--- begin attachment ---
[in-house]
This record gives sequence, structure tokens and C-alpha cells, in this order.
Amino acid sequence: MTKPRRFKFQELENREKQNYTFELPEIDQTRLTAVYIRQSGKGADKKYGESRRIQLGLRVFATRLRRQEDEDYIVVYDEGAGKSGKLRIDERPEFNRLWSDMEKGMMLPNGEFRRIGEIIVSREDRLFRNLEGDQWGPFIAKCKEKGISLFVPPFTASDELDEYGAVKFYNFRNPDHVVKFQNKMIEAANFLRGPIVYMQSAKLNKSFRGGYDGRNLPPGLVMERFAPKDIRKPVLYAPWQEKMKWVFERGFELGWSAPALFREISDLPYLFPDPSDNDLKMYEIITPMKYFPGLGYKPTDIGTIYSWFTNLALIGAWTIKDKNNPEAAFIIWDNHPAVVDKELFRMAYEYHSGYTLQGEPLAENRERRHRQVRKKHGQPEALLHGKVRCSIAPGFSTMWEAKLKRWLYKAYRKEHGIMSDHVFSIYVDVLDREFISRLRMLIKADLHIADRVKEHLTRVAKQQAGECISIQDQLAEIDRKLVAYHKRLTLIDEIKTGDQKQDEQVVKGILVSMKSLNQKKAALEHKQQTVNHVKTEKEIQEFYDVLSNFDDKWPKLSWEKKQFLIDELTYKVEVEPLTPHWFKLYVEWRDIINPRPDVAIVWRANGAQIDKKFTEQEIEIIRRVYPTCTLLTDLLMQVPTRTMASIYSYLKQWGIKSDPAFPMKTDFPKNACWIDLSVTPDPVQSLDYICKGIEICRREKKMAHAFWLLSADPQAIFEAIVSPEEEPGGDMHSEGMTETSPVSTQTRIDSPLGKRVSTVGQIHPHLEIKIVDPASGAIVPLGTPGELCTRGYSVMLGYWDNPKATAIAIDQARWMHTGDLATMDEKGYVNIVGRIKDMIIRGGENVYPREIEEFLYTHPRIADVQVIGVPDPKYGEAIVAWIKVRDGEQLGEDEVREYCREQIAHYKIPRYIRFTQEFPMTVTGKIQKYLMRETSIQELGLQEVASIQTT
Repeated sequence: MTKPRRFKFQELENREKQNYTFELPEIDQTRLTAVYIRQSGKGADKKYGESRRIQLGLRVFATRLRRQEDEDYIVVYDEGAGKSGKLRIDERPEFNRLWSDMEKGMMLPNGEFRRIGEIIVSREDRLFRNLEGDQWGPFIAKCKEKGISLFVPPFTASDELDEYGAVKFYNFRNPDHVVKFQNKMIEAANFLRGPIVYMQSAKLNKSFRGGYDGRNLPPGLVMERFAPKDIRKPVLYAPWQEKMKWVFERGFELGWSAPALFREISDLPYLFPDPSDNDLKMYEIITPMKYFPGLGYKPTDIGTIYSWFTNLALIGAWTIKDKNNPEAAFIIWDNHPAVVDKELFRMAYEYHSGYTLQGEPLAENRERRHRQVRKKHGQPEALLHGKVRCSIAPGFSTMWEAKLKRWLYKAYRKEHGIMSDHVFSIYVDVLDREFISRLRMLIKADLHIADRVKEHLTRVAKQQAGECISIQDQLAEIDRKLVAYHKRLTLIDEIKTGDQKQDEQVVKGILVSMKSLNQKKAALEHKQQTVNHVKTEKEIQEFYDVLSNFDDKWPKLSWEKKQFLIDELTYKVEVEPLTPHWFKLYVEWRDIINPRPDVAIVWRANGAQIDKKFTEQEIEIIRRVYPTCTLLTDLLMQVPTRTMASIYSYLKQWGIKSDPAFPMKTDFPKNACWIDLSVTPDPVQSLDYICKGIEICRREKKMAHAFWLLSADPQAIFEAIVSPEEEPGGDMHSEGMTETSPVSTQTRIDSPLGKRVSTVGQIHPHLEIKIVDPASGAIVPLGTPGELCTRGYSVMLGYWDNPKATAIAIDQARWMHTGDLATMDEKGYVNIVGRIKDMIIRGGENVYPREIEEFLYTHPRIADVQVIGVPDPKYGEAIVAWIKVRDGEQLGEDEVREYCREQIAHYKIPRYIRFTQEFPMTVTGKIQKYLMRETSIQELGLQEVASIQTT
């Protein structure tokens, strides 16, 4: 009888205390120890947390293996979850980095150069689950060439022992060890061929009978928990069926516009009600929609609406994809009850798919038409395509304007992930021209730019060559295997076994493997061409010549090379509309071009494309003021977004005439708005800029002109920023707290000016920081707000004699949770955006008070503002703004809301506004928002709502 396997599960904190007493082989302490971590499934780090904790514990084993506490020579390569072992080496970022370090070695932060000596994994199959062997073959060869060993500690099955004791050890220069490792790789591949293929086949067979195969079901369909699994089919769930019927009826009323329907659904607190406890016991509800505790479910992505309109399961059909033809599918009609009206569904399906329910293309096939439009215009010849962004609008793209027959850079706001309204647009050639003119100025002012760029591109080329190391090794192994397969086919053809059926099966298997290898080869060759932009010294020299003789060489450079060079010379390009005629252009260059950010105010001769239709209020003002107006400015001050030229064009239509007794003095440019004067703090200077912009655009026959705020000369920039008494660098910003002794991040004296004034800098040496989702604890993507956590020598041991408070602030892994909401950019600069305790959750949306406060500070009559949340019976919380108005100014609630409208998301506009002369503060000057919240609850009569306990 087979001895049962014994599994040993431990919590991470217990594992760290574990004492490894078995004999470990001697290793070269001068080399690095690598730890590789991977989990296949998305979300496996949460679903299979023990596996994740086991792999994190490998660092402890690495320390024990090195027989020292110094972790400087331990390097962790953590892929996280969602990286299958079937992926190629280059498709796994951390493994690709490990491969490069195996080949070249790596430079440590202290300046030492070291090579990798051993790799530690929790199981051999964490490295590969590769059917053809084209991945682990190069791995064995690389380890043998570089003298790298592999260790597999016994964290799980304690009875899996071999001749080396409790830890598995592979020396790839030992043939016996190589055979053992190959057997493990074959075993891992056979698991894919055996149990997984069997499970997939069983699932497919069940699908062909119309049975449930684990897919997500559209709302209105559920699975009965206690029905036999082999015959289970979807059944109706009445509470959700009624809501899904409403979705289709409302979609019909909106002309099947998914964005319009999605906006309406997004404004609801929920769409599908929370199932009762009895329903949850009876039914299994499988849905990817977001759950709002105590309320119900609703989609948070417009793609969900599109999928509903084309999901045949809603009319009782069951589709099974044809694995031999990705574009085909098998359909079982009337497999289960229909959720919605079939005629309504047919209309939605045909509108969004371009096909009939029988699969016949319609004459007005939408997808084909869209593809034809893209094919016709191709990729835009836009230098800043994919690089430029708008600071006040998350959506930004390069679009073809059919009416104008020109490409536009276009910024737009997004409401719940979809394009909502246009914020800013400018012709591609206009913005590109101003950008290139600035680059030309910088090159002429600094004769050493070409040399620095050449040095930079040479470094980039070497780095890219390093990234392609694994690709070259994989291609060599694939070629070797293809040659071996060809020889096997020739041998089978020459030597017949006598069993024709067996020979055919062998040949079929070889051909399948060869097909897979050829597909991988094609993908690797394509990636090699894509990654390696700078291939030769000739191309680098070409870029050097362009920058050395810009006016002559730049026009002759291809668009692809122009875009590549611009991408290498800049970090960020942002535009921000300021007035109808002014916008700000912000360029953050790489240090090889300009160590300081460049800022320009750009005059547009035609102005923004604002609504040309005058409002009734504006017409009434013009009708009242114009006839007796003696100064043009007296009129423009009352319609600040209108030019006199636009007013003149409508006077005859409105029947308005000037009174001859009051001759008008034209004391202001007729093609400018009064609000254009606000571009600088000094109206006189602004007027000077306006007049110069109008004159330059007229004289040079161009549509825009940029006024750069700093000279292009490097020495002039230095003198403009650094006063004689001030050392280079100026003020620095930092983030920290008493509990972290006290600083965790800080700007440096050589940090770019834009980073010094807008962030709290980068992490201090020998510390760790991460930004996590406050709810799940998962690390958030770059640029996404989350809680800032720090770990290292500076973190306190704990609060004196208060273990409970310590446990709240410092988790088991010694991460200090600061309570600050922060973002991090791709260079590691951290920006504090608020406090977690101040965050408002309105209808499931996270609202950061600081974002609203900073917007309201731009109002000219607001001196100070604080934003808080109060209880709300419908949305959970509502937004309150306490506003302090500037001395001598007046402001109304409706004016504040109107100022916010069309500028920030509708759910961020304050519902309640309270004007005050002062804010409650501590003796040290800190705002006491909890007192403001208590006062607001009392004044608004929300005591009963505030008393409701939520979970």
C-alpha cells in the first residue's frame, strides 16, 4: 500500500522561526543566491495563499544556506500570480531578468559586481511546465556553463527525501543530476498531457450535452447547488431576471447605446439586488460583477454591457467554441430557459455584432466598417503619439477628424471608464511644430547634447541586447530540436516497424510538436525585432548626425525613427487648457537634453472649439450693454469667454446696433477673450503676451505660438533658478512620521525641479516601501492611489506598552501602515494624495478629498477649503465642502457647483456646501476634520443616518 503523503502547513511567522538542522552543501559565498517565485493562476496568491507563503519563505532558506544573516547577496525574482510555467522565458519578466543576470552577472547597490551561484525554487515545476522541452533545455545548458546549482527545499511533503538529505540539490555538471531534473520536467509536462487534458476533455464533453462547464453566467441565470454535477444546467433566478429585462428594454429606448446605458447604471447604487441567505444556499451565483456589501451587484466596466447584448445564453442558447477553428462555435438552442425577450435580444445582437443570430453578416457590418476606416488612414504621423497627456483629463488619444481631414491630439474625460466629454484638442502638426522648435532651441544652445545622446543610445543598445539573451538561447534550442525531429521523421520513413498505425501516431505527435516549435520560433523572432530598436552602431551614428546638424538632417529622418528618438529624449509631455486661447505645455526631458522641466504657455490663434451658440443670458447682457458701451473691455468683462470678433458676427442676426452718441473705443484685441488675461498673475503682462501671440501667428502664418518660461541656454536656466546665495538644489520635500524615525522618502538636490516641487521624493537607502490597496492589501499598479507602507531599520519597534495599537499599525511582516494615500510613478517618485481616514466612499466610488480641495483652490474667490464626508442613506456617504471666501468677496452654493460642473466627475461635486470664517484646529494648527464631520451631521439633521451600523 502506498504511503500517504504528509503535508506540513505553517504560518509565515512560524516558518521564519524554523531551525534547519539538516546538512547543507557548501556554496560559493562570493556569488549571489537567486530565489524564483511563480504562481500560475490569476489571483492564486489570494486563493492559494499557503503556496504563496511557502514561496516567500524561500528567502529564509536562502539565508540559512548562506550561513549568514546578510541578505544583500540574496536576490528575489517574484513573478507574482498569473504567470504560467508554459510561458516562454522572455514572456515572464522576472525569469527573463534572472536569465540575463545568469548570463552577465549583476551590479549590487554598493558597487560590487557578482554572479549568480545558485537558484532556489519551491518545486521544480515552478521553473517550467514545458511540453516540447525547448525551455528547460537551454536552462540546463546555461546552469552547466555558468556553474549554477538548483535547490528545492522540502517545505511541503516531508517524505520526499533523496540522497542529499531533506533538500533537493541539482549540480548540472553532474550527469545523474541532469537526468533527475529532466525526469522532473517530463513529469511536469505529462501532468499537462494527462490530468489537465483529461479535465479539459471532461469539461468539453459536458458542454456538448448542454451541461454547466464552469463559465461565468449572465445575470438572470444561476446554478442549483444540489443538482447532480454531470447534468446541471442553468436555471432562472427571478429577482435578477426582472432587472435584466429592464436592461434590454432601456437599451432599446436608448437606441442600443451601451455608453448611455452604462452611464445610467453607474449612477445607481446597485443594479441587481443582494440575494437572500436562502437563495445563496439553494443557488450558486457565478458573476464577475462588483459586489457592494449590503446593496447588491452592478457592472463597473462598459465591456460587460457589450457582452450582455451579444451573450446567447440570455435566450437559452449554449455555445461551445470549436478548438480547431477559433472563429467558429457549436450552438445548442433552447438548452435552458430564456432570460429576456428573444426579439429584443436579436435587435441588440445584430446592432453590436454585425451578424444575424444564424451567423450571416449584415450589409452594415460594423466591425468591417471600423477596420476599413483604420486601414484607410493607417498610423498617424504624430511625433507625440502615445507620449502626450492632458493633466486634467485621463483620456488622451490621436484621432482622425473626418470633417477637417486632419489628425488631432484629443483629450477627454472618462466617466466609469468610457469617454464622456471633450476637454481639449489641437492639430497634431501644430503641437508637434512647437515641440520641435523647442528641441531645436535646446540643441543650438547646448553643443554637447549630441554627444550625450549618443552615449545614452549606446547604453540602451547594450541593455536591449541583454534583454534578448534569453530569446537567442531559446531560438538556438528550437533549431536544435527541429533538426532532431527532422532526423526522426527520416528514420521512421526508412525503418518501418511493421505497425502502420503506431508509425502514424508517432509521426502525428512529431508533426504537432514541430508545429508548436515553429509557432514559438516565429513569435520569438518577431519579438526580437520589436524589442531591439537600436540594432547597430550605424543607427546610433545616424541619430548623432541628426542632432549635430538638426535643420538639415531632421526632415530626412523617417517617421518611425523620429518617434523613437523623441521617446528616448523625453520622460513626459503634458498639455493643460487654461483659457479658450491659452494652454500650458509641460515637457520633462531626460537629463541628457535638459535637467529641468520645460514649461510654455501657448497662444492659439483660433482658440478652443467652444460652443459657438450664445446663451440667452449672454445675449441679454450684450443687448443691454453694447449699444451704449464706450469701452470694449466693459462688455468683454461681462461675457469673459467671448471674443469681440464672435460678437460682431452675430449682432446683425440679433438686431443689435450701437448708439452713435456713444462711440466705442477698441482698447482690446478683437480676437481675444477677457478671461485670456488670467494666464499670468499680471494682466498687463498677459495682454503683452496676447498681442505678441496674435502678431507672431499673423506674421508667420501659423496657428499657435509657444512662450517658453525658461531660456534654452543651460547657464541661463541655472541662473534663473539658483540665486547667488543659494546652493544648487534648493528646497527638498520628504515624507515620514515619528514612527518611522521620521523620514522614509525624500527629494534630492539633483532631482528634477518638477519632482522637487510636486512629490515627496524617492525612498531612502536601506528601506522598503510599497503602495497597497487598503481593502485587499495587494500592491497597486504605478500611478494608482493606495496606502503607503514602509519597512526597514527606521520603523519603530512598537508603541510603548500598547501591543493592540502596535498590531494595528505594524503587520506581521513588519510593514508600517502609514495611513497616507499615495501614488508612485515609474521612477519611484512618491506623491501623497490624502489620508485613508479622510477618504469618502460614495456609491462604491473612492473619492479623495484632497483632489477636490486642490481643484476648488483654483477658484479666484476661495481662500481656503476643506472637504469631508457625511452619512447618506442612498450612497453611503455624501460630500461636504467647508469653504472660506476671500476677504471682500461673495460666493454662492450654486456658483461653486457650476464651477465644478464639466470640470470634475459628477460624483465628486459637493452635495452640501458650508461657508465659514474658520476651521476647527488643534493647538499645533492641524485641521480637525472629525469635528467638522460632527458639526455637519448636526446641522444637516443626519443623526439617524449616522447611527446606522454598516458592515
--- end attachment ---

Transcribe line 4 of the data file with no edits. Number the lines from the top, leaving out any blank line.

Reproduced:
Repeated sequence: MTKPRRFKFQELENREKQNYTFELPEIDQTRLTAVYIRQSGKGADKKYGESRRIQLGLRVFATRLRRQEDEDYIVVYDEGAGKSGKLRIDERPEFNRLWSDMEKGMMLPNGEFRRIGEIIVSREDRLFRNLEGDQWGPFIAKCKEKGISLFVPPFTASDELDEYGAVKFYNFRNPDHVVKFQNKMIEAANFLRGPIVYMQSAKLNKSFRGGYDGRNLPPGLVMERFAPKDIRKPVLYAPWQEKMKWVFERGFELGWSAPALFREISDLPYLFPDPSDNDLKMYEIITPMKYFPGLGYKPTDIGTIYSWFTNLALIGAWTIKDKNNPEAAFIIWDNHPAVVDKELFRMAYEYHSGYTLQGEPLAENRERRHRQVRKKHGQPEALLHGKVRCSIAPGFSTMWEAKLKRWLYKAYRKEHGIMSDHVFSIYVDVLDREFISRLRMLIKADLHIADRVKEHLTRVAKQQAGECISIQDQLAEIDRKLVAYHKRLTLIDEIKTGDQKQDEQVVKGILVSMKSLNQKKAALEHKQQTVNHVKTEKEIQEFYDVLSNFDDKWPKLSWEKKQFLIDELTYKVEVEPLTPHWFKLYVEWRDIINPRPDVAIVWRANGAQIDKKFTEQEIEIIRRVYPTCTLLTDLLMQVPTRTMASIYSYLKQWGIKSDPAFPMKTDFPKNACWIDLSVTPDPVQSLDYICKGIEICRREKKMAHAFWLLSADPQAIFEAIVSPEEEPGGDMHSEGMTETSPVSTQTRIDSPLGKRVSTVGQIHPHLEIKIVDPASGAIVPLGTPGELCTRGYSVMLGYWDNPKATAIAIDQARWMHTGDLATMDEKGYVNIVGRIKDMIIRGGENVYPREIEEFLYTHPRIADVQVIGVPDPKYGEAIVAWIKVRDGEQLGEDEVREYCREQIAHYKIPRYIRFTQEFPMTVTGKIQKYLMRETSIQELGLQEVASIQTT